Albert Einstein is credited with having said that “Compound interest is the 8th wonder of the world.”
When I hear something like that, it tends to pique my interest.
After all, if Mr. Einstein himself is thinking so highly of it, there must be SOMETHING good about it.
When Warren Buffett was a young boy, around the age of 7, he learned about the concept of compounded interest. Among many others, he had taken out a book from the library called “1,000 ways to make $1,000.”
As the title might imply, the book contained many ideas and strategies around earning money and building wealth.
One of the concepts was compound interest.
Warren became fascinated with this concept, and it pushed him to work harder and earn more money, so he could invest that money and grow it even more.
It has been one of the driving tenants that has pushed Warren throughout his entire career. In fact, it was something that he was so enamored with, it caused a rift between he and his first wife.
She was a huge advocate of the needy, and was constantly pushing Warren to give away more of their wealth.
It wasn’t that Warren didn’t want to do good. He just recognized the power of building upon what you already had, and he was looking to the future. He saw that if he continued to let the power of compound interest work, they would amass a much greater fortune in the years to come. And this fortune could be used to do even more good.
It was a battle between doing good now, and doing even more good later.
But that’s another story…
COMPOUND INTEREST EXPLAINED
So, what is compound interest?
In essence, it’s the idea that your money can build upon itself. It’s the concept that you can invest money and earn a return, and then continue to earn returns on top of your original money AND the returns you previously earned.
If you invest $100 and earn a 10% return, you will now have $110 – a $10 profit!
But now, if you invest the entire $110 and earn another 10% return, you’ll end up with $121 – a $11 profit.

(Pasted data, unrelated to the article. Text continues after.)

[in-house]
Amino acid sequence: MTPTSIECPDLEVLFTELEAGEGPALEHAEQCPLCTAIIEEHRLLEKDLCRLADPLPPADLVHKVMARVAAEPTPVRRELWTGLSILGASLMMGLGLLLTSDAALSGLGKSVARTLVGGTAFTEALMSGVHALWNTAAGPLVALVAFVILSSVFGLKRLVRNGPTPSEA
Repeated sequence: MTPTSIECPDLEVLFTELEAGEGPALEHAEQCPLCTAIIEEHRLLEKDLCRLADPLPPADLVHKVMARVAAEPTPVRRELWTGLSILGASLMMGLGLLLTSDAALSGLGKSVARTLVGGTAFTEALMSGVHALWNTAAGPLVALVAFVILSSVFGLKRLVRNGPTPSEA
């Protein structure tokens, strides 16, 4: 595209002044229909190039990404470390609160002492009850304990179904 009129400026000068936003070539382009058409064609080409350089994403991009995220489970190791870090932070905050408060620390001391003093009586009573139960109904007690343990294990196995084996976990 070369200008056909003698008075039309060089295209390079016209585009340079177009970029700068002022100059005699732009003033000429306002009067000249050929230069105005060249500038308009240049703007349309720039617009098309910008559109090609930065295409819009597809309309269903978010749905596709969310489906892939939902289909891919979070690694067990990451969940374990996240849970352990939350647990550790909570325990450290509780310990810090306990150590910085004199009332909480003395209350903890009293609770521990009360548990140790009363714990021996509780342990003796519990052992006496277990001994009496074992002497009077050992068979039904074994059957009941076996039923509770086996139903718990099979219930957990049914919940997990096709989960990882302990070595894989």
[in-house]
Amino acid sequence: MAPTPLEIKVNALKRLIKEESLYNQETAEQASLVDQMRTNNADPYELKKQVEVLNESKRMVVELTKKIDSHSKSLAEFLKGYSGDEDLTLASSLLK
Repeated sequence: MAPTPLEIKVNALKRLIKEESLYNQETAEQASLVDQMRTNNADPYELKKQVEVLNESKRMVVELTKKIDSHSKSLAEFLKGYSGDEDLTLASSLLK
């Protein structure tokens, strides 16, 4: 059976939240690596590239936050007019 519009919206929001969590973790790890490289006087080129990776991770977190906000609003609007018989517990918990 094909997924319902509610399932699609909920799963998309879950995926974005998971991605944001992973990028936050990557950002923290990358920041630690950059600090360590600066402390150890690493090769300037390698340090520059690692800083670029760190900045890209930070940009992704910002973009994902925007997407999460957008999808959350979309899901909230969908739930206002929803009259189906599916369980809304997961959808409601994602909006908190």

The magic of compound interest is that additional $1 dollar you received by investing the increased quantity of money you have. It’s the interest you earn on top of the previous interest you earned.
At first, the incremental increase in returns is seemingly small. But over time, the returns build and build, until the dollar amounts you are receiving are gigantic.
That is what Warren realized. Once he had grown his wealth into the millions, and then billions, a 10% return meant an incredible sum of money.
Let’s repeat the same example from above, but with larger numbers.
If you invest $100 million and earn a 10% return, you will now have $110 million – a $10 million profit.
If you reinvest all of that $110 million and earn a 10% return, you’ll now have $121 million.
Now, that $1 of incremental gain has turned into an additional $1 million!
PATIENCE & THE RULE OF 72
The real key to benefiting from compound interest is to invest early and often, and to let the magic run its course.
It will take some time, but eventually, you begin to see real growth in the numbers.
But if you are antsy, there is a neat trick to figure out how your might grow called the Rule of 72.
The Rule of 72 states that given a fixed rate of return, you can figure out how fast you will double your investment by dividing the number 72 by the rate of return.
If you expect to receive 10% return each year, you divide 72 by 10, and you discover that it will take you approximately 7.2 years to double your money.
TYING IT ALL TOGETHER
The concept of compound interest is one that has allowed many people to build vast fortunes throughout their lives.
There are 3 main problems that stop most people from building wealth:
- They don’t save enough
- They don’t invest enough
- They don’t have patience
Will you be different?